In another recent case in point, the travesty that is the new "Rigoletto", the conflict is perhaps even greater, particularly in the failure of the world of Las Vegas to house anything like the relationship of the Duke of Mantua to just about everyone, but particularly to his jester, because of his absolute power of life and death. Mr. Gelb: give it a rest!

Dec. 08 2013 08:21 AM
Bernie from UWS

I'm not sure what Mr. Lane's issue is with this production but I saw it on Friday and thought it was quite compelling. Transporting the setting to 1950's England was a deft touch and brought out new shades of meaning in Verdi's work. I agree with Stearns, the sets aren't always that compelling but they served their purpose and didn't overshadow the music-making. Kudos to the Met for getting this one right.

Dec. 08 2013 07:59 AM
PT from NY NY

I have tickets for this opera in a few weeks, but am disappointed that once again the Met has clumsily modernized an opera that worked so well in the century the composer, librettist, and original author (i.e., Shakespeare) intended. This time shift is no longer an "original" idea. It has become the opposite: boring, obvious, frequently ludicrous, and at best a betrayal of the creators. I await the day when the Met returns to its gorgeous classical and faithful productions.

Dec. 07 2013 07:06 PM
Kenneth Bennett Lane, Lake Hiawatha, NJ from Richard Wagner Music Drama Institute, Boonton, NJ

Why not name the opera FAILEDSTAFF, since so many stage directors and set and costume designers consider themselves beyond reproach if they disdain to recognize the integral verity of the original librettist and composer and seek for themselves notoriety and sensationalism to garner fame and financial rewards. SHAME SHAME on the consistently reckless barbarians who reek havoc and discourage audience attendance by reaching down to the lowest common denominator, who insedently cannot afford the outrageous costs of monstrous sets and singer agents demands for higher salaries for less than exciting performers. What if we went to Paris' LOUVRE ART MUSEUM and saw a substitution for the LEONARDO DA VINCI MONA LISA, an updated modern version!!! I am a romantischer Wagnerian heldentenor. On St. Valentine's Day, Friday February 14, 2014, my TEN DVD SET on the VALHALLA RECORDS label of "The 300 Greatest Love Songs of Broadway Musicals, Movies and the Grammys" recorded in ten live concerts will be obtainable. My website is, where one may download, free, at RECORDED SELECTIONS 37 out of the nearly 100 selections that I have sung in 4 three-hour-long solo concerts in CARNEGIE HALL'S ISAAC STERN AUDITORIUM.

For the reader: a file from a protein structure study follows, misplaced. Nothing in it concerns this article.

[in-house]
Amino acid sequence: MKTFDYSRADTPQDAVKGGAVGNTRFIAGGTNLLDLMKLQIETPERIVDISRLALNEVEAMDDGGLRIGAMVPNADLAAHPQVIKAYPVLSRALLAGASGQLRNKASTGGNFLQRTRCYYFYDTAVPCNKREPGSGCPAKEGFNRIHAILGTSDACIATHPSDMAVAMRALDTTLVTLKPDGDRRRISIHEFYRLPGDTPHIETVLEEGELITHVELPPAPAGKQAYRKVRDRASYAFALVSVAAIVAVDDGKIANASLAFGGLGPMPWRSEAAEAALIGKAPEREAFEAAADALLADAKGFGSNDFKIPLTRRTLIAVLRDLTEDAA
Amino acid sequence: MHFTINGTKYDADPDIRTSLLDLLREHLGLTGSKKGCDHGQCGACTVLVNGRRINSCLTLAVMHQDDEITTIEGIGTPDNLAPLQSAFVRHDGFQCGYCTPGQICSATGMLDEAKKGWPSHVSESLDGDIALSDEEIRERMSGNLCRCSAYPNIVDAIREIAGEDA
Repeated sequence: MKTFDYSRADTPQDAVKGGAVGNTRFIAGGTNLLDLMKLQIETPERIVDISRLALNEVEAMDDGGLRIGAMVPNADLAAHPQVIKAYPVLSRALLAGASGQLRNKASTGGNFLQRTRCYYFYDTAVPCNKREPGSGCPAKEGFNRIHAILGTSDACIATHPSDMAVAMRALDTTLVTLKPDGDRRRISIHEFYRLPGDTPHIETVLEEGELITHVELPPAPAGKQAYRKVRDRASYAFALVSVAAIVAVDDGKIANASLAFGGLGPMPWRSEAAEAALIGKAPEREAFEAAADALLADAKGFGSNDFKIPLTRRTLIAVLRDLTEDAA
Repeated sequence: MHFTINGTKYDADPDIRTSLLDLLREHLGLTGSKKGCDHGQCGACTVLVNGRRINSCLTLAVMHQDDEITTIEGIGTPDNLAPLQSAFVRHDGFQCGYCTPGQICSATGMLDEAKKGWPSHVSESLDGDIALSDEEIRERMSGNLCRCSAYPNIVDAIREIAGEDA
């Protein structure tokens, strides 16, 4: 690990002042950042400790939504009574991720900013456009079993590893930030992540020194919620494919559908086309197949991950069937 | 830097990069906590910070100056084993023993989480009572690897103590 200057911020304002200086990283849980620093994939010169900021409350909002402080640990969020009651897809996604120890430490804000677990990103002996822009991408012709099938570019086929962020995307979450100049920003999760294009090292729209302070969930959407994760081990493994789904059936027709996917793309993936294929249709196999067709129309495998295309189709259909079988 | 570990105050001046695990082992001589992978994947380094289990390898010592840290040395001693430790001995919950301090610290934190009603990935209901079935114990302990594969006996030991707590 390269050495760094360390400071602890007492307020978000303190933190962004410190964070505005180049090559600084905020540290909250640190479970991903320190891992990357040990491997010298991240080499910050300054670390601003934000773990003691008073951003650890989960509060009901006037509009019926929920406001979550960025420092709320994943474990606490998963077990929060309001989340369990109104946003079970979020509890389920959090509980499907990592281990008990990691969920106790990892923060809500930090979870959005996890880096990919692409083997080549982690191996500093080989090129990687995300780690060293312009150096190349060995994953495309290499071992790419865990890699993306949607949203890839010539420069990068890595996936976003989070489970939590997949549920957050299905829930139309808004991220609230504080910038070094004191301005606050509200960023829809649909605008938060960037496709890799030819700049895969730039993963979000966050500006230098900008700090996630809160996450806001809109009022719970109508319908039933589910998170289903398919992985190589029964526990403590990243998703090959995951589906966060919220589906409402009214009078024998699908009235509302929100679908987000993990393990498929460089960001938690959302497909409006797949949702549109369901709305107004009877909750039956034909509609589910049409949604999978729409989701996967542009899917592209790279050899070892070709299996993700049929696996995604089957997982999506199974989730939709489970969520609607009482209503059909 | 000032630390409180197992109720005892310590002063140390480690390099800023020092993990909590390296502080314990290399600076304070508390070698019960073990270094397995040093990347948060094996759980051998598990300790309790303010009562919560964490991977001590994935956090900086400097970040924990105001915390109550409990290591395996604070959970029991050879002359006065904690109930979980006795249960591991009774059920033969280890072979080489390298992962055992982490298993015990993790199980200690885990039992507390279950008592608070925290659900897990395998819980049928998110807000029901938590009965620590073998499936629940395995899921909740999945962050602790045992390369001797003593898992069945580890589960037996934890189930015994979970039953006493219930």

Dec. 07 2013 06:50 PM

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Operavore is WQXR's digital 24/7 audio stream and devoted to Opera. The Operavore blog features breaking news, expert commentary and reviews by writers Fred Plotkin, David Patrick Stearns, Amanda Angel and others. The music stream features a continuous, carefully programmed mix of classic and contemporary opera recordings.